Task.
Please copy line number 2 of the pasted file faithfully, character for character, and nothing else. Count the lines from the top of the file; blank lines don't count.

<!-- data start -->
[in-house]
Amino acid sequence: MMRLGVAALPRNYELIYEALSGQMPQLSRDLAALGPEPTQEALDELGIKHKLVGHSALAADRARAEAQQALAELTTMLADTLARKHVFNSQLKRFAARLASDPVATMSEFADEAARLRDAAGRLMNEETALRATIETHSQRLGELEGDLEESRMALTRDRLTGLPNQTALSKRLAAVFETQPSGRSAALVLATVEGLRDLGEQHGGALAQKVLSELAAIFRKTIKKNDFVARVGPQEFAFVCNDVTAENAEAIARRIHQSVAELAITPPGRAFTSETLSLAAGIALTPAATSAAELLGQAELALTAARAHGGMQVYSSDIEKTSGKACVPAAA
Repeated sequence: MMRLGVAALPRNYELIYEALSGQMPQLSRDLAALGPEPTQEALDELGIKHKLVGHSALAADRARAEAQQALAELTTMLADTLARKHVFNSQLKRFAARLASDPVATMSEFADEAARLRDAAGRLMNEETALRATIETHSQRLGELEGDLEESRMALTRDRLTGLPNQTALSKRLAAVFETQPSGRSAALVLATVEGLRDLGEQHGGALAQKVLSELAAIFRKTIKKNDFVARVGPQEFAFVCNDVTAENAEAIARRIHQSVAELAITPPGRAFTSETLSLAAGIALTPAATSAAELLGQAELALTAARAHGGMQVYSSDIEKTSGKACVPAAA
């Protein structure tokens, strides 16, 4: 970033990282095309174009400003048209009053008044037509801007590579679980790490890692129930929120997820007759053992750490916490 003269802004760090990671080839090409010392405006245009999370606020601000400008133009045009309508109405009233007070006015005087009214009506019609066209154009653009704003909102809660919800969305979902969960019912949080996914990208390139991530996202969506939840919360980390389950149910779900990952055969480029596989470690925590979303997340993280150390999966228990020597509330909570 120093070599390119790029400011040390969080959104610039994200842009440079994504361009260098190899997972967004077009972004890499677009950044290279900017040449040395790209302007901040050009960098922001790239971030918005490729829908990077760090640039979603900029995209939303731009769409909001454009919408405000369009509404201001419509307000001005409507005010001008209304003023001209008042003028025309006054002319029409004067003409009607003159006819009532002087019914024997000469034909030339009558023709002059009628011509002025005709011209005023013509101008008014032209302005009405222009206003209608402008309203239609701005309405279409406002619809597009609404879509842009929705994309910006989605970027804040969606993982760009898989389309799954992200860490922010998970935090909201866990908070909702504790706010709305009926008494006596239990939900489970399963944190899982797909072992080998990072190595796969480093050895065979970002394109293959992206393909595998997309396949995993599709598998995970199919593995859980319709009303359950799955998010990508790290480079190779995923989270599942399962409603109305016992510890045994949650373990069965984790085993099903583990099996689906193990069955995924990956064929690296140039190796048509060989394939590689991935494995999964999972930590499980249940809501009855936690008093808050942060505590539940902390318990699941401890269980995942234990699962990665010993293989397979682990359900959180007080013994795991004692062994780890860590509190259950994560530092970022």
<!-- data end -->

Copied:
Amino acid sequence: MMRLGVAALPRNYELIYEALSGQMPQLSRDLAALGPEPTQEALDELGIKHKLVGHSALAADRARAEAQQALAELTTMLADTLARKHVFNSQLKRFAARLASDPVATMSEFADEAARLRDAAGRLMNEETALRATIETHSQRLGELEGDLEESRMALTRDRLTGLPNQTALSKRLAAVFETQPSGRSAALVLATVEGLRDLGEQHGGALAQKVLSELAAIFRKTIKKNDFVARVGPQEFAFVCNDVTAENAEAIARRIHQSVAELAITPPGRAFTSETLSLAAGIALTPAATSAAELLGQAELALTAARAHGGMQVYSSDIEKTSGKACVPAAA